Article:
Steve Parks, University of Virginia
Jessica Pauszek, Texas A&M University - Commerce
Associate Editor: Justin Lewis, Western Washington University
THE WORKING AND WRITING FOR CHANGE series began during the 100th anniversary celebrations of NCTE. It was designed to recognize the collective work of teachers of English, writing, composition, and rhetoric to work within and across diverse identities to ensure the field recognizes and respect slanguage, educational, political, and social rights of all students, teachers, and community members. While initially solely focused on the work of NCTE/CCCC Special Interest Groups and Caucuses, the series now includes texts written by individuals in partnership with other communities struggling for social recognition and justice.
- Viva Nuestro Caucus: Rewriting the Forgotten Pages of Our Caucus edited by Romeo García, Iris D. Ruiz, Anita Hernández and María Paz Carvajal Regidor
- History of the Black Caucus National Council Teachers of English by Marianna White Davis. Download the free PDF.
- Listening to Our Elders: Working and Writing for Social Change by Samantha Blackmon, Cristina Kirklighter, and Steve Parks. Download the free PDF
- Building a Community, Having a Home: A History of the Conference on College Composition and Communication Asian/Asian American Caucus edited by Jennifer Sano-Franchini, Terese Guinsatao Monberg, K. Hyoejin Yoon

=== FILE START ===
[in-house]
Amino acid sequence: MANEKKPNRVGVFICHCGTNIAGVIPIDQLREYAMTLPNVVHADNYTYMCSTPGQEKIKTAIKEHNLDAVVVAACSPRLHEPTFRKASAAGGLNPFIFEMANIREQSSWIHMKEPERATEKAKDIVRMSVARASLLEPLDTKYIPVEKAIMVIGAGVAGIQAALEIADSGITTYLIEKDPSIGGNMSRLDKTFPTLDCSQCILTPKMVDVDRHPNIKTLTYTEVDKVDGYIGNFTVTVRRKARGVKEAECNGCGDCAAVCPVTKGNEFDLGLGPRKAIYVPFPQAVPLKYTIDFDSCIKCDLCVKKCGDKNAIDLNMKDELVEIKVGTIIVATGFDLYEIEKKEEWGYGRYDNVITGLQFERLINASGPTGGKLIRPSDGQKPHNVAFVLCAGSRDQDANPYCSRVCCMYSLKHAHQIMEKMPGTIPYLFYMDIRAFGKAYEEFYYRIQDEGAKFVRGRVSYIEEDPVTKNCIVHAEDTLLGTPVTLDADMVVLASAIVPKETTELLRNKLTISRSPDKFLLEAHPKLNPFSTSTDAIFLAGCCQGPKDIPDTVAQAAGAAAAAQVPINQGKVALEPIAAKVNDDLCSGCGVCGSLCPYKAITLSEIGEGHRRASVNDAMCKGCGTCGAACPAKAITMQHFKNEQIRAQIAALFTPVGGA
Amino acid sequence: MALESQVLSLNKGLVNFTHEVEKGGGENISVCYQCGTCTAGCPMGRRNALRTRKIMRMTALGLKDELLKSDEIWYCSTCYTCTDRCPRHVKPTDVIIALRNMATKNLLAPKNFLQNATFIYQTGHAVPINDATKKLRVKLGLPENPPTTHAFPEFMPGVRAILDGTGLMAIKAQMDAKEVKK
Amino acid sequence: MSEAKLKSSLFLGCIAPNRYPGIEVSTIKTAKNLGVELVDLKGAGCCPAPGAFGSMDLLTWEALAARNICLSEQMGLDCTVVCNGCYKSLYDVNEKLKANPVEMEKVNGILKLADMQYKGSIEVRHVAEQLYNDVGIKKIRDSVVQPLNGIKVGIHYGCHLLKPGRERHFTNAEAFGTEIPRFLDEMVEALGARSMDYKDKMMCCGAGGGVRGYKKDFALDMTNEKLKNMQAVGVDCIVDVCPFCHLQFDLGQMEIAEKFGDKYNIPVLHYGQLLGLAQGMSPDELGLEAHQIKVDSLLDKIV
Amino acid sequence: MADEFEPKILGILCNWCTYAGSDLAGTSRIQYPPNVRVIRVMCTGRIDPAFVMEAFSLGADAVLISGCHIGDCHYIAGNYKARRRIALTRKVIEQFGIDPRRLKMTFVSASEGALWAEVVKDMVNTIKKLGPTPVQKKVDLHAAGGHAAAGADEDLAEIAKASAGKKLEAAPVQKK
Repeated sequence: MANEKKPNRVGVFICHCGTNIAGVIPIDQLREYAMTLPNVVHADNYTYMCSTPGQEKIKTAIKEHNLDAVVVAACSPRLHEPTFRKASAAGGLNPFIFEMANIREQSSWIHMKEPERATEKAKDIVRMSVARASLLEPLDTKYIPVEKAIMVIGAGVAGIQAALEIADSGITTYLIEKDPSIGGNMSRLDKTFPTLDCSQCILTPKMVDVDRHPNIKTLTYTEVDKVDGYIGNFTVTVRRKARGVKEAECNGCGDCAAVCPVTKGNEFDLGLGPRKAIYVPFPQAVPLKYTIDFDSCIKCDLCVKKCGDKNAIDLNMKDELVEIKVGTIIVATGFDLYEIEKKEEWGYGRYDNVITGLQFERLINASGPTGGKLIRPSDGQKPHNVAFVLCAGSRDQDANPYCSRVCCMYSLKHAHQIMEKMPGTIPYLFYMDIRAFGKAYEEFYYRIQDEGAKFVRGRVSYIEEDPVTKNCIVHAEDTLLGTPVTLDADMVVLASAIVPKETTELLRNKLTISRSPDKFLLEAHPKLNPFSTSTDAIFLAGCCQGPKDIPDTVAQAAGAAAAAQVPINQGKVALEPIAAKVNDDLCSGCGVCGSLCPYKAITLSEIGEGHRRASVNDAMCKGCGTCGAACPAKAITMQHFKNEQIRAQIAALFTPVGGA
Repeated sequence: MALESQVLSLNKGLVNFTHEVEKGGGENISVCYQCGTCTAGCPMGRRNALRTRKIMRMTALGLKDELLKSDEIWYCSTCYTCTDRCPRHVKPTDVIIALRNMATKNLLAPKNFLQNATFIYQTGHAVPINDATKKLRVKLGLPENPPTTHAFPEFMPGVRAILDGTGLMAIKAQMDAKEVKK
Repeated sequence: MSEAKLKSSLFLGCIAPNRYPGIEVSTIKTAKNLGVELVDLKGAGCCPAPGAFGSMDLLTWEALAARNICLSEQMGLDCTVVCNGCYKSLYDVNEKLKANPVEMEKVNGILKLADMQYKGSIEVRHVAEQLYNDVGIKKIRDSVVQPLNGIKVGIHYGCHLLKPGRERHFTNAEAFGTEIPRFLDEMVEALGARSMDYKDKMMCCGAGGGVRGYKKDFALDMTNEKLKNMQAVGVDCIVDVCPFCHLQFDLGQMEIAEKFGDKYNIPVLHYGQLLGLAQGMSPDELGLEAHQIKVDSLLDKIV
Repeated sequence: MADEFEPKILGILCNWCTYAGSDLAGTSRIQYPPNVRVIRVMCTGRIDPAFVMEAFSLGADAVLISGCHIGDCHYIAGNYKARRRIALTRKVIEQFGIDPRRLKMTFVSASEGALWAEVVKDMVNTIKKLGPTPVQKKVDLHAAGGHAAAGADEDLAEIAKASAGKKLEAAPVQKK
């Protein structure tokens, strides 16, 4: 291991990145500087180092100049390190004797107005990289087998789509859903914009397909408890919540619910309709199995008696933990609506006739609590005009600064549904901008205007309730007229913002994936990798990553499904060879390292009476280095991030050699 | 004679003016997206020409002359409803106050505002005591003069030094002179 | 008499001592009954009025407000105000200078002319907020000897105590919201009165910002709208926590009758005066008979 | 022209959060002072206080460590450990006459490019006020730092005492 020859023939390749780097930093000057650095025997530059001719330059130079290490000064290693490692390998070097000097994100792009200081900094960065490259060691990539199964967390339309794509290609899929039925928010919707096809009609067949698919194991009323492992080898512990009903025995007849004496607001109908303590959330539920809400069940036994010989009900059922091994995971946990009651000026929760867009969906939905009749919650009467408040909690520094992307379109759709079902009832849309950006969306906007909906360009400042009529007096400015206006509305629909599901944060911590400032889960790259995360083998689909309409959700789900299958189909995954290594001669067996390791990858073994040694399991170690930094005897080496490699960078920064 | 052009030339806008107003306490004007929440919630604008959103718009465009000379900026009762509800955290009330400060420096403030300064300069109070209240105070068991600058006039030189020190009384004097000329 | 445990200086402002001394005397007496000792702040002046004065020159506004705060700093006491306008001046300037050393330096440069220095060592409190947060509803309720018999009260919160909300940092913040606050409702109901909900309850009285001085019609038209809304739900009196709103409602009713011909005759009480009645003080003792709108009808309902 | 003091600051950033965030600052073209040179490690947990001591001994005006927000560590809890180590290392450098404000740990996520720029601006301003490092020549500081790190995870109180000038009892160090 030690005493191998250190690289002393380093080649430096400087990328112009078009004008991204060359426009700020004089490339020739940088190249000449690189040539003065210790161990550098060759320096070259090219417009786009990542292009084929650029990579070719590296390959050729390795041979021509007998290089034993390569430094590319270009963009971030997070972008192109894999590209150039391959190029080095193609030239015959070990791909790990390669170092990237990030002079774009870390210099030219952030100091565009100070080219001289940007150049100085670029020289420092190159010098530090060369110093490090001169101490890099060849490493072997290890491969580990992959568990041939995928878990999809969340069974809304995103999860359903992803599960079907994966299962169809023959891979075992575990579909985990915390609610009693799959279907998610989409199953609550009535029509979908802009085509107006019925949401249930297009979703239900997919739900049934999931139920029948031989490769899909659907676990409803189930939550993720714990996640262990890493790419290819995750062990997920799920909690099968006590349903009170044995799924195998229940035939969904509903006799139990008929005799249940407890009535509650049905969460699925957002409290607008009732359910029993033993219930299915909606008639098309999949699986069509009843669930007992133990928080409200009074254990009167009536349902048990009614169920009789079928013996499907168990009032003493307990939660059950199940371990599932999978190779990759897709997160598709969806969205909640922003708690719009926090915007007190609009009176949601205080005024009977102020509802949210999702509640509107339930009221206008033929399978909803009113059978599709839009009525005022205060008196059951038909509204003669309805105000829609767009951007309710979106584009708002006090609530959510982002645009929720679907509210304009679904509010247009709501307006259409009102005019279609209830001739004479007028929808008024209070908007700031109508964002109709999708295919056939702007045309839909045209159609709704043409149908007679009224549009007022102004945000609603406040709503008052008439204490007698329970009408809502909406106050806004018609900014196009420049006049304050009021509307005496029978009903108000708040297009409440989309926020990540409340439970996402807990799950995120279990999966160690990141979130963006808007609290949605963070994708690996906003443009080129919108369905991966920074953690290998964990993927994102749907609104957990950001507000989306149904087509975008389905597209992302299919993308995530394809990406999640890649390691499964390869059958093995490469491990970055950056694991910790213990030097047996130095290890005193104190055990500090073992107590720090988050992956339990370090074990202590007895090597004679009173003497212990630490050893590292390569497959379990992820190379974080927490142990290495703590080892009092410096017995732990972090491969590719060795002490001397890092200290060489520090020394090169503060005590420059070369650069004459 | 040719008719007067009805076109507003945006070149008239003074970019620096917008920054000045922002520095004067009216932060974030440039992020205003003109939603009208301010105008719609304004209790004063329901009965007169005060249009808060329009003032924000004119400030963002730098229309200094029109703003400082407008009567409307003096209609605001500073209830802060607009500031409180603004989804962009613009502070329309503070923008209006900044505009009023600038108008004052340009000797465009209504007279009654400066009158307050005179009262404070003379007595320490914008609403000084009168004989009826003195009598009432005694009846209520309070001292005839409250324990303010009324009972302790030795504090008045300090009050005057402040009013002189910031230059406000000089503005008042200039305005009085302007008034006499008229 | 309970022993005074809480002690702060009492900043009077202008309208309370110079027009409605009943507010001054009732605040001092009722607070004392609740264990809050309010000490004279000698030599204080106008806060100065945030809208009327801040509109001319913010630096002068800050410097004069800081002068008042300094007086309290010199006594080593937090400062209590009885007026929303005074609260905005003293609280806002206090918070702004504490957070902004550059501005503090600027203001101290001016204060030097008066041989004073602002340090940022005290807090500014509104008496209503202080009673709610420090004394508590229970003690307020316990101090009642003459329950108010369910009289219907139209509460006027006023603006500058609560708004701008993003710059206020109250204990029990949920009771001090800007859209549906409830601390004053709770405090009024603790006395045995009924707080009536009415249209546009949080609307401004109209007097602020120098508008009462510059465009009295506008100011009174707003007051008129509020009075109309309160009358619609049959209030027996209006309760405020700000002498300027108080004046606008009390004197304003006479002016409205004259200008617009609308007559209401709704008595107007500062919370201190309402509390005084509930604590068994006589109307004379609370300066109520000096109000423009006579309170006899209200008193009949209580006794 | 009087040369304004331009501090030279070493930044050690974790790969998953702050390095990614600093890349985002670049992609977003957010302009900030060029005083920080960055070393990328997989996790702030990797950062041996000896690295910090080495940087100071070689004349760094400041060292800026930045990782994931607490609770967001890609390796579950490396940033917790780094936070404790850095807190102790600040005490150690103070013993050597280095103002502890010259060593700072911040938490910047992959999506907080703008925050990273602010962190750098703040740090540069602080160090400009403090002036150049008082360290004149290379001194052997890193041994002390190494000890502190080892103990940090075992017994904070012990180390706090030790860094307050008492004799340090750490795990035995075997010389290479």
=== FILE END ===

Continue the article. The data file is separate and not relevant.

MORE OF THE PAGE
- Visibly (and Invisibly) Muslim on Grounds: Classroom, Culture, and Community at the University of Virginia, edited by Wafa Salah and Fawzia Tahsin (2023)
- The Lived Experience of Democracy: Criticizing Injustice, Building Community, edited by Kaitlyn Baker, et al. (2023)
- Inventing the Discipline: Student Work in Composition Studies, edited by Stacy Waite and Peter Wayne Moe (2022)
- Steal the Street: The Intersection of Homelessness and Gentrification by Mark Mussman (2022)
- Literacy and Pedagogy in an Age of Misinformation and Disinformation edited by Tara Lockhart, Brenda Glascott, Chris Warnick, Juli Parrish, and Justin Lewis (2021)
- Faces of Courage: Ten Years of Building Sanctuary by Harvey Finkle (2021)
- Equality and Justice: An Engaged Generation, a Troubled World by Michael Chehade, Alex Granner, Ahmed Abdelhakim Hachelaf, Madhu Napa, Samantha Owens, and Steve Parks (2020)
- Other People's English: Code-Meshing, Code-Switching, and African American Literacy by Vershawn Ashanti Young, Rusty Barrett, Y’Shanda Young-Rivera, and Kim Brian Lovejoy (2019)
- Becoming International: Musings on Studying Abroad in America edited by Sadie Shorr-Parks (2019)
- Pro(se)letariets: The Writing of the Trans-Atlantic Worker Writer Federation edited by Audrey Burns, Alicia Landsberg, Evan Smith, Jesse Uruchima (2019)